US Consumer and Civil Liberties Groups Tell EU Policymakers to Enact Strongest Possible Privacy Safeguards
By: Jeff Chester | Jan 21 2013
In the European Union, privacy is a fundamental Human Right. So it’s no surprise that leading EU officials are supporting a proposal that place citizens and consumers in better control of their information (or, as its called in the EU, ensuring “data protection”). Many in the EU understand the stakes, as today’s digital tracking and profiling technologies enable far-reaching surveillance and influence on individuals. Online marketers, for example, have—in their own words—created a “360 degree” system to gather information on our actions, behaviors, location, relationships, etc. This information is placed in “profiles” which are built using a bevy of personal data and various mathematical algorithms that can be used to make predictions about us (whether, for example, we may be someone economically successful or not). Today, our privacy is further at risk, with marketers and others able to gather our geo-location data (where we are and where we go via our mobile devices); who are friends are and what they are doing (via Facebook and other social media); and where and what we spend (about to be made even more accessible with the growth of “digital wallets” and location-based payment services).
The European Commission has proposed, and EU Member of Parliament Jan Philipp Albrecht has amended, legislation that creates the global standard for privacy protection. (Albrecht is on the key Civil Liberties, Justice and Home Affairs –LIBE--committee). The law would allow an individual to control “profiling” and surveillance done by others on them. This is the kind of safeguard that must threaten the US data collection industry (Google, Facebook, Yahoo and others). For example, the Commission’s draft explains that “…it should be ascertained whether individuals are tracked on the internet with data processing techniques which consist of applying a ‘profile’ to an individual, particularly in order to take decisions concerning her or him or for analysing or predicting her or his personal preferences, behaviours and attitudes.” Albrecht’s amended version ensures that individuals actually control whether information can be collected at all (“In order for processing to be lawful, personal data should be processed on the basis of the specific, informed and explicit consent of the person concerned.”). No wonder the US business lobby, with help from the Obama Administration, is engaged in a campaign to scuttle the EU proposal (Albrecht is quoted as saying the lobbying campaign against the EU privacy proposed law is very extensive).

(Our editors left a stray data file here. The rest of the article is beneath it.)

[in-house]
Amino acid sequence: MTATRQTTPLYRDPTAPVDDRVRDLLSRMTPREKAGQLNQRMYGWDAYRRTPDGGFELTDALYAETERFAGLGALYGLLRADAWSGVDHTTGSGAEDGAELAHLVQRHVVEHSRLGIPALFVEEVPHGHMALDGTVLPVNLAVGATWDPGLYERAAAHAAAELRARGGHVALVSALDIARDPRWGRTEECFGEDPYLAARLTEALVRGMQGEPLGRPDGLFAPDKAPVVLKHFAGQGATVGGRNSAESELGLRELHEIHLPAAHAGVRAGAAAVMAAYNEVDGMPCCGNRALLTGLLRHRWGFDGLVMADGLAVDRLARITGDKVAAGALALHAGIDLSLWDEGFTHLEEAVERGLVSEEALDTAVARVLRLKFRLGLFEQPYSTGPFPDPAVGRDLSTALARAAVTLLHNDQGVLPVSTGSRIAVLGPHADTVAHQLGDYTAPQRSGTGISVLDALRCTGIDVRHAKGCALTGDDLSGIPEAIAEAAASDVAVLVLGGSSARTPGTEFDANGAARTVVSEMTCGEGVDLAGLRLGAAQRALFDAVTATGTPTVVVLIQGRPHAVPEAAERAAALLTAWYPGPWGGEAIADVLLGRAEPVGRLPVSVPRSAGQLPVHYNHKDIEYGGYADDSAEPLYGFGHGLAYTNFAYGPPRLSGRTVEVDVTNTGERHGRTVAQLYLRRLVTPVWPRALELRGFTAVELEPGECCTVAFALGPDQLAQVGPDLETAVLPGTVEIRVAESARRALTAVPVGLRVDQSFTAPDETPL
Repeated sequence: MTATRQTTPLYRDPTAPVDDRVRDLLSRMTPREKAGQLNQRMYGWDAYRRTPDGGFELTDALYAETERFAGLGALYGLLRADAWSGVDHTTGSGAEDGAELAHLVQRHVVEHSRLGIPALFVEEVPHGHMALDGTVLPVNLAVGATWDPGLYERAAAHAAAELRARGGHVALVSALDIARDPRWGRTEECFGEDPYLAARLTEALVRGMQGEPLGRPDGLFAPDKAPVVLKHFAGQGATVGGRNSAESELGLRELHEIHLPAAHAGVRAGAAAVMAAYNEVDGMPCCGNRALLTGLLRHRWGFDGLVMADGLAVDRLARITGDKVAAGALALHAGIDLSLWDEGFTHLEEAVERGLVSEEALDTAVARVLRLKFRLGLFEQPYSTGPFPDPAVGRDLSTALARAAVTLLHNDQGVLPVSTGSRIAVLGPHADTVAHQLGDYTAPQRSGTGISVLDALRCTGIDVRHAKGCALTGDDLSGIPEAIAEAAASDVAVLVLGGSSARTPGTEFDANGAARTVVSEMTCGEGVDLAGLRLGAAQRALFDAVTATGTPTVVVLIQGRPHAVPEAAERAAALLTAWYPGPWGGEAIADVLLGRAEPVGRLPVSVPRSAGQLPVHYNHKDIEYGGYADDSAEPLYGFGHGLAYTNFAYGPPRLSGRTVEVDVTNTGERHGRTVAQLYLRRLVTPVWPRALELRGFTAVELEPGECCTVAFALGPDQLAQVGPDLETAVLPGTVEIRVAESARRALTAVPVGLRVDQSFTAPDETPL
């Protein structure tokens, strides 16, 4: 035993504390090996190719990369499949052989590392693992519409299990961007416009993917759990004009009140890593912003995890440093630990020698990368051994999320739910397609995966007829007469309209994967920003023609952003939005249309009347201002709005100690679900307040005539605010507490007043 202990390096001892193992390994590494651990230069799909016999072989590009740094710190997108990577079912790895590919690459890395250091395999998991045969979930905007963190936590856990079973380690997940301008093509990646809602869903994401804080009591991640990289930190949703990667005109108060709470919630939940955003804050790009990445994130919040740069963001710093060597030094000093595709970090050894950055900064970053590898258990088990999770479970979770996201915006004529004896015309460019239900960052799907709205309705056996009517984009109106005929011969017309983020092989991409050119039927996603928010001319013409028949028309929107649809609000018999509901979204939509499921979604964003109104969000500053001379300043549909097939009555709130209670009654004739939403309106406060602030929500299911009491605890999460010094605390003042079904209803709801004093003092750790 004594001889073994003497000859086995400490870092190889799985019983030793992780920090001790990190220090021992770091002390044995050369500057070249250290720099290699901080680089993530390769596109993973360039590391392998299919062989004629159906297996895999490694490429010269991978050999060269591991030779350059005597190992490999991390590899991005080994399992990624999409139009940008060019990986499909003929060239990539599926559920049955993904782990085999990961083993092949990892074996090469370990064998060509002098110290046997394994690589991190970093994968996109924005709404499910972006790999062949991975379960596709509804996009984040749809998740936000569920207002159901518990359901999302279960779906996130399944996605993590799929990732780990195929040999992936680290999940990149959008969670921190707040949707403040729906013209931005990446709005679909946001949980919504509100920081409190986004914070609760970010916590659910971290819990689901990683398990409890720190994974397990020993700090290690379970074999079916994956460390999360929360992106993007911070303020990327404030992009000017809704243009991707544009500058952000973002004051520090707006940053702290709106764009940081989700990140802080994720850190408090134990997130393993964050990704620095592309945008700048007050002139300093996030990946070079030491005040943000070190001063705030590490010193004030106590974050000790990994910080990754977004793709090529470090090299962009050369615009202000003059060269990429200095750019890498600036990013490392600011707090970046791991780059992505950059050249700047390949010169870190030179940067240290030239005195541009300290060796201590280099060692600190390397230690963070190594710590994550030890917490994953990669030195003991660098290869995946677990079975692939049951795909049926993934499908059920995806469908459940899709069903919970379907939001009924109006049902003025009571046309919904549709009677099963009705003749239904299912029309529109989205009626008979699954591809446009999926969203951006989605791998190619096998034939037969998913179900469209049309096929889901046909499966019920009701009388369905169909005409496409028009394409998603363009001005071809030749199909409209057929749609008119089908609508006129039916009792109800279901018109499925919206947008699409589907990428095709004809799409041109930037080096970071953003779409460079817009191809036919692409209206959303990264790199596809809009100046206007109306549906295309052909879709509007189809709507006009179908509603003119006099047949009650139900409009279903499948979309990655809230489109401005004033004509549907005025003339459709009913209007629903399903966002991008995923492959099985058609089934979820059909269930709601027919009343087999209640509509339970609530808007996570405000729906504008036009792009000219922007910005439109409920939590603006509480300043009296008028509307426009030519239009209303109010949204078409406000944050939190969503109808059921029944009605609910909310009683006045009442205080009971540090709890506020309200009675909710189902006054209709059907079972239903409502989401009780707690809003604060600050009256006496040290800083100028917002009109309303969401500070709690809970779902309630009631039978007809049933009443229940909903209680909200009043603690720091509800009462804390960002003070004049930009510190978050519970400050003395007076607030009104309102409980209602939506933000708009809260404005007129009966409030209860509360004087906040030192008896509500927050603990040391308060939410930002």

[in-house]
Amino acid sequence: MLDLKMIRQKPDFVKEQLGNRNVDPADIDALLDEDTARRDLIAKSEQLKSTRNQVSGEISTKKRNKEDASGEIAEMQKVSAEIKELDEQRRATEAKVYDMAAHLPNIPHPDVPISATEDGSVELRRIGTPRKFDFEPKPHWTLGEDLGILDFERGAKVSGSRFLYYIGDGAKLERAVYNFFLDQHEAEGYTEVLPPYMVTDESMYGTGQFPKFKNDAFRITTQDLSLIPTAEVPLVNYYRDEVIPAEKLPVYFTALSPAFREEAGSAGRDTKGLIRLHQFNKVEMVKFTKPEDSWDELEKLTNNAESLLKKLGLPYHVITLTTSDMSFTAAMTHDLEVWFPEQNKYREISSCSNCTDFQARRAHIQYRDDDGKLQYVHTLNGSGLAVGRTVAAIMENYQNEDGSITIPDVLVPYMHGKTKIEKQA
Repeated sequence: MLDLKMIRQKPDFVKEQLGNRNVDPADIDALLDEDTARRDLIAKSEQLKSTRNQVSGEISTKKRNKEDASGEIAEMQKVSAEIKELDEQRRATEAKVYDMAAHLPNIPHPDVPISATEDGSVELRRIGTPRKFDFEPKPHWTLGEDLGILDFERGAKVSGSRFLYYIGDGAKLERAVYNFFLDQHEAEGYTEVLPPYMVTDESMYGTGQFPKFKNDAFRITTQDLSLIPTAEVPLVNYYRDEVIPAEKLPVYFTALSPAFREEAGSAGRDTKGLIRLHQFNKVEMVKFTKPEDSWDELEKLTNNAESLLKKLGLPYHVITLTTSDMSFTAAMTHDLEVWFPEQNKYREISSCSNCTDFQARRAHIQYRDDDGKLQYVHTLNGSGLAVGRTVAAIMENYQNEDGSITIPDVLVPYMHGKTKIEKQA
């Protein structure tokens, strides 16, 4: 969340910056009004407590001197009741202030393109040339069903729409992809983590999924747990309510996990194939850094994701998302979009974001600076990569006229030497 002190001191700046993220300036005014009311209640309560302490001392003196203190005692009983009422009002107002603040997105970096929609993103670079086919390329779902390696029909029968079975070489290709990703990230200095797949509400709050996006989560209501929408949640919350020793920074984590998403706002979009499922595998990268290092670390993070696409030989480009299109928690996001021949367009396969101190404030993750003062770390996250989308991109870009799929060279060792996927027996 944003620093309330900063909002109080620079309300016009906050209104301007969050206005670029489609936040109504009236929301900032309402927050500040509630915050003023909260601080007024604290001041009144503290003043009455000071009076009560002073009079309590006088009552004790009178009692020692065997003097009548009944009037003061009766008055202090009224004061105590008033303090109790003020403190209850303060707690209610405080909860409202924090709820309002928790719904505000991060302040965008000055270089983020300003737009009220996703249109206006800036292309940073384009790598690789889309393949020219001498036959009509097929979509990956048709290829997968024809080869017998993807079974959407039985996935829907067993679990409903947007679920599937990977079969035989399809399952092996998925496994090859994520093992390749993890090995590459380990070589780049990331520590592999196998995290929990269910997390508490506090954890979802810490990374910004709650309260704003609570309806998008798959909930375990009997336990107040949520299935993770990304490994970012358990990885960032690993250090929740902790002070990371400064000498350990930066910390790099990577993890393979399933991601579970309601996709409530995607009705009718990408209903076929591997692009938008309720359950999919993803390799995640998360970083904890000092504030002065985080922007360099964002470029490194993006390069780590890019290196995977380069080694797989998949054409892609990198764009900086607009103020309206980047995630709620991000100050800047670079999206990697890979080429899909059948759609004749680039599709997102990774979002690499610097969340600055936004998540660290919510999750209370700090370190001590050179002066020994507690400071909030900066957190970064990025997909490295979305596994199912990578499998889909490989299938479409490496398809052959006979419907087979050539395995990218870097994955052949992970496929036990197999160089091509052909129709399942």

A delegation of leading US NGOs representing consumer, privacy and civil liberties went to Brussels this week to meet with Members of the European Parliament. The US group included the ACLU, Consumer Federation of America, Friends of Privacy USA, CDD and others. Here are the materials we distributed; a Obama Administration document given to EDRI, the EU digital rights group, as part of the campaign to undermine support for the proposed stronger EU data protection proposals; and the EU privacy proposal and amendments.
US Administration and industry attempts to undermine the privacy rights of EU citizens also threaten online users throughout the world. What is needed is a meaningful standard for privacy protection that places people in charge of their information--not massive data brokers or governments. We plan to press the Obama Administration to stand up for privacy over the narrow interests of the digital data collection lobby.